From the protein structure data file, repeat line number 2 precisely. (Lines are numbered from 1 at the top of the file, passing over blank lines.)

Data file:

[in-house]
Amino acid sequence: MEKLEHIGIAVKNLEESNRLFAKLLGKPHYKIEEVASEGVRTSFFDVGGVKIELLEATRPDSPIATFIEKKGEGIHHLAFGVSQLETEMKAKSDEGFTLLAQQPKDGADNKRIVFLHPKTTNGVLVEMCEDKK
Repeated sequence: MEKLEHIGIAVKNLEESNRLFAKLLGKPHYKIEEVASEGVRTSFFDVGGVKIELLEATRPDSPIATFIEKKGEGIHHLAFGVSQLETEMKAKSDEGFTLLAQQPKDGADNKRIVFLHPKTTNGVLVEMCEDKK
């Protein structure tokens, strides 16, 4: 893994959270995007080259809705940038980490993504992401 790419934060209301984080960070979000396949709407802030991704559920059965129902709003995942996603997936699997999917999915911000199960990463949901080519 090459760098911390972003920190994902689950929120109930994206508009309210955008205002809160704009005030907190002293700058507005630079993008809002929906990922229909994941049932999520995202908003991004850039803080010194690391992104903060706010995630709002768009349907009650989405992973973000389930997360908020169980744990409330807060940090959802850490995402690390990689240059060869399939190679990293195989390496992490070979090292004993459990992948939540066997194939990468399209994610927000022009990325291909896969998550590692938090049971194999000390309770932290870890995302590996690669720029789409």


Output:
Amino acid sequence: MEKLEHIGIAVKNLEESNRLFAKLLGKPHYKIEEVASEGVRTSFFDVGGVKIELLEATRPDSPIATFIEKKGEGIHHLAFGVSQLETEMKAKSDEGFTLLAQQPKDGADNKRIVFLHPKTTNGVLVEMCEDKK